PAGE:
The nozzle through which the beam and gas jet emerge, although extremely compact, is not subjected to substantial heating and thus the intense potential heating of the laser beam is safely combined with an active gas such as oxygen, for example. This is contrary to experience in the coarse" forms of thermal cutting employing a reactive gas, in which substantial heating of the nozzle takes place. In fact, the plasma torch which, until the use of the laser for thermal cutting, achieved the highest form of convergence and concentration of heat, it was not possible to use a gas producing an exothermic reaction because the hot parts of the torch would be rapidly oxidised and eroded, and as a. consequence only an inert gas could be used, the molten metal being swept away by the inert gas.
For gouging, an oblique arrangement of the nozzle relative to the workpiece is necessary and more than one laser can be used. For the purposes of this specification, the term gouging" is intended to include machining operations such as parting a bar in a lathe, tuming and planing.
In order that the invention may be better understood some examples of apparatus for carrying the inventionv into effect will now be described with reference to the accompanying drawings, in which:
FIG. 1 shows diagrammatically the arrangement of a first form of apparatus;
FIGS. 20, 2b and 20 show diagrammatically the cut-v ting and gouging of metals;
FIG. 3 shows a form of nozzle for imparting a circular movement to the laser beam at the surface of the workpiece;
FIG. 4 shows the laser cutting head mounted on a transverse platform;'and
FIG. 5 shows in section an adjustablenozzle.
In FIG. 1, the laser is of the carbon dioxidenitrogen-helium type and has a length of 10 metres and a bore of 30mm. There are five sections to the tube, only two being shown in the diagram, and each section has its own electrodes 12 and its own electrical supply 14. The power supply provides k.V. for striking a 9 k.V. at 45m.A. when the laser is running. The laser body 16 has a fully reflecting concave mirror 18 of gold-surfaced stainless steel at one end and a plane semi-reflecting germanium disc 20 at the other end. The concave mirror has a focal length slightly in excess of 10 metres. The gas in which the discharge is to be created flows into the laser body through the inlet 24 and out from the laser body through the outlet 22.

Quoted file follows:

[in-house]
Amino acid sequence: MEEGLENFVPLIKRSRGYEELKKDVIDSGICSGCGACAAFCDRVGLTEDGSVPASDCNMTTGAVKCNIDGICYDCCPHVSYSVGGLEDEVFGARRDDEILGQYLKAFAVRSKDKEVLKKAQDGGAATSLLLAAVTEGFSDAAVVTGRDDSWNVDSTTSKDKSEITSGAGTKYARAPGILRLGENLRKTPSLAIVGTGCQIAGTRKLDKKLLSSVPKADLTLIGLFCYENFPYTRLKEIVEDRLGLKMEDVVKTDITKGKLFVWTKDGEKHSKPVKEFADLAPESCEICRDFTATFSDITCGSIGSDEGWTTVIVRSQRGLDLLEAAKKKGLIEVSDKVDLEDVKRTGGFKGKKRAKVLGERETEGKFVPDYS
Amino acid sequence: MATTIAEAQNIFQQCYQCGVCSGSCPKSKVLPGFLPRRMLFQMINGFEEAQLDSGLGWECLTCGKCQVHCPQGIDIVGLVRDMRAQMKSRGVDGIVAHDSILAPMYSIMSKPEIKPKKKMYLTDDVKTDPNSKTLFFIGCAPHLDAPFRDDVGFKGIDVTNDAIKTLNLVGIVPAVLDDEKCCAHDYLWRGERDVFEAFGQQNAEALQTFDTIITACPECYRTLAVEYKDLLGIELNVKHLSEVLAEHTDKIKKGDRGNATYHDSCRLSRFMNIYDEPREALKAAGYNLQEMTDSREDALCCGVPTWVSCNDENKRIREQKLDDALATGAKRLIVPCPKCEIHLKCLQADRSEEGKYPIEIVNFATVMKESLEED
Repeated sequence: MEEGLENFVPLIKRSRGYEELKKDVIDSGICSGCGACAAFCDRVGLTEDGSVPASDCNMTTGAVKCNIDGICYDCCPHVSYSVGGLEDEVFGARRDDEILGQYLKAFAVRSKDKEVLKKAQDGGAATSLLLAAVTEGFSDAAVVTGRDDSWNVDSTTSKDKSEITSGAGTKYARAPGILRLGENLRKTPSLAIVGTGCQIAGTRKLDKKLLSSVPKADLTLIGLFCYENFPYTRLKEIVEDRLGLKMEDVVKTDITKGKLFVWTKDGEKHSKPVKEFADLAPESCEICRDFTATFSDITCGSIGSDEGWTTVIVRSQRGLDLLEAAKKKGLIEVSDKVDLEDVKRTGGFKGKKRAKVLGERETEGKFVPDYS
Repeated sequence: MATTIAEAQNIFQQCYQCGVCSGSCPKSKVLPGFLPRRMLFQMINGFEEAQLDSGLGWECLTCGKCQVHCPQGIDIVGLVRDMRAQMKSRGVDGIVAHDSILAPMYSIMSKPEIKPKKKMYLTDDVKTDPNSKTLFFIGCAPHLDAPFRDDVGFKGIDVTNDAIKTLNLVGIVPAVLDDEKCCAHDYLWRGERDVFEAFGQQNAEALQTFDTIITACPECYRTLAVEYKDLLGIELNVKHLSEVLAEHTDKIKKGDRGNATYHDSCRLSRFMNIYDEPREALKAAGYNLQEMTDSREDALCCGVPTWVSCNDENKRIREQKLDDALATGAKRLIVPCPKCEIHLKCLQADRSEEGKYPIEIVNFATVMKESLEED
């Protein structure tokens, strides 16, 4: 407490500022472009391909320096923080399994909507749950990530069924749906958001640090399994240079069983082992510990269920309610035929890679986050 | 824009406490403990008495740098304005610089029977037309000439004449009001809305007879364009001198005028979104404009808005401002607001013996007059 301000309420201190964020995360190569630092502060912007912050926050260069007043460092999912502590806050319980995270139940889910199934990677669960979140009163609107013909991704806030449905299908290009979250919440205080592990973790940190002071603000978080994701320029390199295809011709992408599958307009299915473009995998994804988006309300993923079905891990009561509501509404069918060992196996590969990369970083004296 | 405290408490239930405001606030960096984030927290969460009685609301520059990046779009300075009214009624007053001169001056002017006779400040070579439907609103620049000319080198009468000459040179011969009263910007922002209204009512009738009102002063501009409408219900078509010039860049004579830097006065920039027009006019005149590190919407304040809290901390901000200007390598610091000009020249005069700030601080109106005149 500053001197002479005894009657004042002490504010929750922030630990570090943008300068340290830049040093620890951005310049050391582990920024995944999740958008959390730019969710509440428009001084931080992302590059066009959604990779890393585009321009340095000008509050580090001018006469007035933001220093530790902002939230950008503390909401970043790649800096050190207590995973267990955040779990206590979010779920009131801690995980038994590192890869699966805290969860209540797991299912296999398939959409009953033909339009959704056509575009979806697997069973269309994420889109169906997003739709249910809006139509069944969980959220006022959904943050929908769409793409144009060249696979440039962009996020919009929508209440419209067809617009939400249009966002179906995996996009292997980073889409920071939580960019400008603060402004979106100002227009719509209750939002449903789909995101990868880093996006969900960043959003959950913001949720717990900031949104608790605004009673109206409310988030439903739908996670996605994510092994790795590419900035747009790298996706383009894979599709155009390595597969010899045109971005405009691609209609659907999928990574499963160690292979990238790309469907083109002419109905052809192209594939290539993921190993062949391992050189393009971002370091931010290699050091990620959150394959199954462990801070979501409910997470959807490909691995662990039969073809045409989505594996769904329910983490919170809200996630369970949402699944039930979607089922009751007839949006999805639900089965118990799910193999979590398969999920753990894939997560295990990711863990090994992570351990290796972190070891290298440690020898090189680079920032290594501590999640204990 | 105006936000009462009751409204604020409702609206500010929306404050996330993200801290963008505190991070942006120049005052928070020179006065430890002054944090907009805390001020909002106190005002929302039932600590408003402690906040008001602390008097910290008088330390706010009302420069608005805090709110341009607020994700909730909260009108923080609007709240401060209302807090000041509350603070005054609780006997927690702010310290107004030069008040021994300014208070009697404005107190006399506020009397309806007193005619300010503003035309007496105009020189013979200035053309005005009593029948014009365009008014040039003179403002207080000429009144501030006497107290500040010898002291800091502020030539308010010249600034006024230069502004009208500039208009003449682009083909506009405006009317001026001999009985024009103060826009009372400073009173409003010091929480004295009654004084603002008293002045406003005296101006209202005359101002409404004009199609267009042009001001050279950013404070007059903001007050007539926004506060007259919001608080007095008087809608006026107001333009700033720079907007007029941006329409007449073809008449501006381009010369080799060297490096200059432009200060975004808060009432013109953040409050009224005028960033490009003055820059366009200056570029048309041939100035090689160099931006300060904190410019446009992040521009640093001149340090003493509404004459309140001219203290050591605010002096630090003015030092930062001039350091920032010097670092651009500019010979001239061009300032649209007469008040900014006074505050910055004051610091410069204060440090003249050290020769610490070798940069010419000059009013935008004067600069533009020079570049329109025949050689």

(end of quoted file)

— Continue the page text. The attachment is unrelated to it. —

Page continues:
It should be understood that the design and operation of the laser form no part of the present invention and it will be sufficient to state that when the laser is in op-' eration a substantially parallel beam of coherent light emerges from the laser through the disc 20. In the present case, the laser was operated from an AC supply'of 50 Hz and consequently the outputwas pulsed at 100 pulses per second. I 1
The emergent beam 26 is reflected by an aluminised mirror 28 through a safety shutter 30 to a focusing lens 32. From this lens, the beam passes through a window 34 into an oxygen chamber 36. Oxygen enters this chamber through an inlet 38 and emerges in the direction of the workpiece through a nozzle 40. The axis of e parabolic mirror suitably positioned off the optical axis. A focal position l/l6 inch beyond the nozzle has been found satisfactory when using an oxygen jet of diameter 0.10 inch; this arrangement gives a clean and stable cut.
As indicated by the arrow 44, the workpiece is moved horizontally to permit the laser, assisted by the oxygen stream, to make a cut. As the cut proceeds, the molten or vaporised material is ejected through the cut zone by the oxygen jet whichalso serves to provide an exothermic reaction, as described above.
We have achieved cuts of from'0.0l5 inch to 0.025